Today, The Edge of Chaos is available in audiobook format from Audible. This is cool. And it’s a first for me. I haven’t listened to it yet so cannot comment on the narration by Paul Neal Rohrer or the production quality, but it was released by Audible’s own Audible Frontiers publisher division so I’m guessing it’s put together professionally.
Since I am a huge fan of audiobooks, having one of my own books available in this format is just over the ‘awesomeness-dialed-to-eleven’ line. When I wrote and revised and re-revised and copyedited and proofread The Edge of Chaos, you couldn’t have paid me to read the whole thing again—well actually you could, but it would’ve cost a lot. But that was years ago, and I’m not sick of it any more. I’m looking forward to listening to the story.
As I think more and more about it, I am finding that I want to reconnect with Duvan and Slanya and Gregor and Tyrangal. I want to return to Ormpetarr and cross into the The Plaguewrought Lands. I’m not so much interested in re-encountering Vraith or Beaugrat, but I will happily suffer them for the rest. :)
If you love audiobooks, I invite you to listen to mine. It’s available on Amazon.com and Audible.com. Amazon is really promoting Audible right now. If you sign up for a 30-day trial subscription you get The Edge of Chaos plus one other audiobook for free, 30% off any additional audiobooks, and a free audio subscription to either The New York Times or The Wall Street Journal.
I personally don’t know if I’d listen to either newspaper in audio format, but I’ve been pleasantly surprised about how much I love books read to me. So who knows? Have you listened to the news this way? How was it?
Now it’s back to Faerûn for me. For ten hours and twenty-four minutes of spellplague, adventure, and living on the border between sanity and its opposite—the edge of chaos.
June brought more traveling. After getting back from our month in Mexico, Karawynn and I were in Seattle for only three weeks before we lit out again for regions southward. It was great to see my brother and sister and their families under happy circumstances. The previous time we’d all seen each other was when Mom died — a very sad and difficult period.
The wedding took place at the picturesque Mission Espada in San Antonio. What a great location to celebrate a new union! Dad and Carolyn both had previous marriages with wonderful spouses who’d died. They are re-starting their lives. Carolyn is much different from my mom, but she is a good soul, and I am overjoyed that she and Dad found love together. I can barely imagine what losing a life-partner is like — a traumatic and painful experience that leads to a scary and lonely and desolate place. That Dad has another chance to love and be loved is a precious, rare, and wonderful gift.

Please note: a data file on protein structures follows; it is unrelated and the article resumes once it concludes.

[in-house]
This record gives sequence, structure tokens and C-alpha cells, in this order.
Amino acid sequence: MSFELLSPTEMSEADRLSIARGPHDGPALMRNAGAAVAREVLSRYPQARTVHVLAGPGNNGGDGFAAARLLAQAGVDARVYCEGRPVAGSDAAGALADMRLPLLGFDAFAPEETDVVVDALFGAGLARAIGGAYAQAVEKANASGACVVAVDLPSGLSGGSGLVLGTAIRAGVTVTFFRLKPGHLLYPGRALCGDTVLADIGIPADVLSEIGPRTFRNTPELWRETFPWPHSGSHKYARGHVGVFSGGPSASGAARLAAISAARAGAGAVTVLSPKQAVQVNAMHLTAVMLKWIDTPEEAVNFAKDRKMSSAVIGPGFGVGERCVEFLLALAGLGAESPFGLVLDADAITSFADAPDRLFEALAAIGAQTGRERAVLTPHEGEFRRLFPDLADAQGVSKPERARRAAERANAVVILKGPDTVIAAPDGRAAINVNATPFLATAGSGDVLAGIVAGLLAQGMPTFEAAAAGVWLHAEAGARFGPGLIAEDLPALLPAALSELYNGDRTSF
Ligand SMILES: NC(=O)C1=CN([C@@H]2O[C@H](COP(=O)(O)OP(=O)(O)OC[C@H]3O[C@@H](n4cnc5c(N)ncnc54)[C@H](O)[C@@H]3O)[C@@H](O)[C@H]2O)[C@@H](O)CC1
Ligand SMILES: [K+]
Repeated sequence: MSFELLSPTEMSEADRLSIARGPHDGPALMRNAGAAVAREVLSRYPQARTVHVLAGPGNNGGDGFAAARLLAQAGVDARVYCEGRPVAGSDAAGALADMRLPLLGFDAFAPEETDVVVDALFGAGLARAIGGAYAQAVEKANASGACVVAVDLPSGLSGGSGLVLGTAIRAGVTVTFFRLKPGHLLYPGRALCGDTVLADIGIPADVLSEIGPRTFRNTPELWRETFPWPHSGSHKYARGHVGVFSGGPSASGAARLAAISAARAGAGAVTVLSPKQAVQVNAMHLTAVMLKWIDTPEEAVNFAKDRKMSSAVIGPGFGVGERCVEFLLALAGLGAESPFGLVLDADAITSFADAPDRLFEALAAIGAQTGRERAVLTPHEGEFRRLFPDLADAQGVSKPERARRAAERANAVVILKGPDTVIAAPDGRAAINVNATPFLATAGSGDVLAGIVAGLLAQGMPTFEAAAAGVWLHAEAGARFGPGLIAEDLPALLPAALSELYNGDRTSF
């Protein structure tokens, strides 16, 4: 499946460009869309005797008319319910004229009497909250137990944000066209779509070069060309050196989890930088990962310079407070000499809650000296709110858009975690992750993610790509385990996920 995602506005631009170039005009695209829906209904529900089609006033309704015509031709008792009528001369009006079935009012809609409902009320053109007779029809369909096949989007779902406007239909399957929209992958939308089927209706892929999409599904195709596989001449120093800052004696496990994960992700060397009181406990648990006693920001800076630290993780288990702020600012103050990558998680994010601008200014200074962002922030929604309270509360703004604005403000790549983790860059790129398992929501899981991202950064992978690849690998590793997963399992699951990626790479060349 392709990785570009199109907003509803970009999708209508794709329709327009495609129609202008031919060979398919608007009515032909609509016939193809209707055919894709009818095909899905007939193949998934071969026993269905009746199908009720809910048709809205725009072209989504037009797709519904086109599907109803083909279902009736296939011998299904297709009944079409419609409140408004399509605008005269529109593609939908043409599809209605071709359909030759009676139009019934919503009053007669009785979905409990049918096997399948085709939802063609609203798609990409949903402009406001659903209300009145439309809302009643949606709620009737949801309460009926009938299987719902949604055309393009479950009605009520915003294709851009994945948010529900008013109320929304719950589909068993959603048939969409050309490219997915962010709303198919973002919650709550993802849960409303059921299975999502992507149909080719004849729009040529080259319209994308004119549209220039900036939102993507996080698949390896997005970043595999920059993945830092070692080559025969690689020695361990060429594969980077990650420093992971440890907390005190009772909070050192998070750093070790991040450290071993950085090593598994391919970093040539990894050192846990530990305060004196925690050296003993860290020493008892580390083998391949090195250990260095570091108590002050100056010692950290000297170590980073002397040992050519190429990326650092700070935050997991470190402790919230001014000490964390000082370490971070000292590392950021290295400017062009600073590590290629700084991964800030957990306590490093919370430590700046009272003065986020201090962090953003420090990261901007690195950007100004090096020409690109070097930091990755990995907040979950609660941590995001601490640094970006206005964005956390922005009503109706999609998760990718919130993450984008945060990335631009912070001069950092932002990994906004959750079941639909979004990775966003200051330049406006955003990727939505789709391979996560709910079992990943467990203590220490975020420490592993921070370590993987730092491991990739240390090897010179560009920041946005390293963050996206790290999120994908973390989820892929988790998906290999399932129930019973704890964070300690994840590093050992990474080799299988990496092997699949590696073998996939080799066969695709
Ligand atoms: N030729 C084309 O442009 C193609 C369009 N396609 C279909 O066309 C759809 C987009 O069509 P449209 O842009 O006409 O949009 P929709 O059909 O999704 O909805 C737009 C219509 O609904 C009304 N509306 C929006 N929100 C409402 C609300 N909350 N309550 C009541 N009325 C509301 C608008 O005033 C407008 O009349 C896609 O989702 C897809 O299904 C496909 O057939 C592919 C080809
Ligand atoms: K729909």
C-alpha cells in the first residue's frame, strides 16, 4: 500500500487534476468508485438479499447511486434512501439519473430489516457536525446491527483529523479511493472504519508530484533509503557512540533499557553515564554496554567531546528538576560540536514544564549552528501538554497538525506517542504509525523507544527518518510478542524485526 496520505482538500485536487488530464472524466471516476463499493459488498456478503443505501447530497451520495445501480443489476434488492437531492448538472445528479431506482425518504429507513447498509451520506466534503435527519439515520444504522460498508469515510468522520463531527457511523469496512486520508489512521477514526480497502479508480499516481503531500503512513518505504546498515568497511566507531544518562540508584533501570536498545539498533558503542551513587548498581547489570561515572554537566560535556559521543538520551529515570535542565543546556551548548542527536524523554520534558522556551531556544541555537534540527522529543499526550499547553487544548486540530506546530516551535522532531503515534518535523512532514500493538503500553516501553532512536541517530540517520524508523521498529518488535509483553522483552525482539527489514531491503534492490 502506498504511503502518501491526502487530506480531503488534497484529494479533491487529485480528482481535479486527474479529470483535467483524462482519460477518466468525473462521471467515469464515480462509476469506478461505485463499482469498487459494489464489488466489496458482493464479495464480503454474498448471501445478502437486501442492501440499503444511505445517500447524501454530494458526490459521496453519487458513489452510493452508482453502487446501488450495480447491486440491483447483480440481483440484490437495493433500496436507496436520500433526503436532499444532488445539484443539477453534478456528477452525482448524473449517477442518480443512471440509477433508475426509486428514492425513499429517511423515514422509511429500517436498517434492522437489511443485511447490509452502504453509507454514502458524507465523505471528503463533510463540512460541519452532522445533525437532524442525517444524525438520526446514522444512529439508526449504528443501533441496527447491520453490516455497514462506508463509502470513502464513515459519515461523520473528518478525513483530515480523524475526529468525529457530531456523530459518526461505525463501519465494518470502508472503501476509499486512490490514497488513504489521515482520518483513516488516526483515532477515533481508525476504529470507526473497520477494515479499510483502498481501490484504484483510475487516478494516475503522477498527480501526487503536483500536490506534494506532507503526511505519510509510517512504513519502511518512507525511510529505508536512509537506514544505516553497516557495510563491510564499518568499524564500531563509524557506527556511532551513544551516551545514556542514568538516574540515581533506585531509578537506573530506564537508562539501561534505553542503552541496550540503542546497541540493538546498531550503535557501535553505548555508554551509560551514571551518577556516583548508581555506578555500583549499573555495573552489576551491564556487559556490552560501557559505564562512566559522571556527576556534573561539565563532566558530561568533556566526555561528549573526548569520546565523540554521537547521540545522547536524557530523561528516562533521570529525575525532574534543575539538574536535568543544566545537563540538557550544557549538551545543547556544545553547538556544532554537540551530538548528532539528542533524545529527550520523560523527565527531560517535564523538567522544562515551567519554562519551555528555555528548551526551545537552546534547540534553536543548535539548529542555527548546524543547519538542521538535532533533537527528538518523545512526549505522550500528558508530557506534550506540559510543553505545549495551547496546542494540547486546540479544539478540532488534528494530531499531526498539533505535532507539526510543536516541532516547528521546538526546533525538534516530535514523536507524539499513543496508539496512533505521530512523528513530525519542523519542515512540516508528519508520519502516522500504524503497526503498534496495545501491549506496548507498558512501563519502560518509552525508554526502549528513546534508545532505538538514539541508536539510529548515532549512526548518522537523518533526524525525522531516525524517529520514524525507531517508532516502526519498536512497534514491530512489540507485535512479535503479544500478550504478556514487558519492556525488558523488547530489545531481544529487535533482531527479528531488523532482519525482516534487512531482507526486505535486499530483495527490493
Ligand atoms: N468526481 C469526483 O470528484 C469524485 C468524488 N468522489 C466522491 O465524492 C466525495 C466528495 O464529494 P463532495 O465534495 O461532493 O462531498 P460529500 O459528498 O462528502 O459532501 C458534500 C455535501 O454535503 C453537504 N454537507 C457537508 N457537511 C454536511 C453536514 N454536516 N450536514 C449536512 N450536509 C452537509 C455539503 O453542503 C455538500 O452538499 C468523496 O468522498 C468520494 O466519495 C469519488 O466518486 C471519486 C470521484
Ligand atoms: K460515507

I no longer consider myself Catholic — or religious in any way really — but I was happy to get the opportunity to read at the (traditional Catholic) wedding. Participating in the ceremonial launch of a new stage in my dad’s life meant a lot. These days it is so easy to be cynical about love and commitment, but seeing the happiness that Carolyn has brought into Dad’s life after the heartbreaking anguish of the previous few years strips away any cynicism I have and replaces it with wonder and joy.
Carolyn and Dad were generous (or insane) when they decided to invite their whole combined family to accompany them to Costa Rica after the wedding. Karawynn and I joined the twelve others traveling to the Guanacaste region of the Central American country.
Costa Rica abolished its military years ago and has used the extra money to improve education and healthcare — as well as to invest in creating a profitable tourist industry. Tourism is Costa Rica’s primary economic engine. I have a lot of respect for a country that builds an economy around trying to educate the world about ecology and nature. Can you even imagine your country doing that?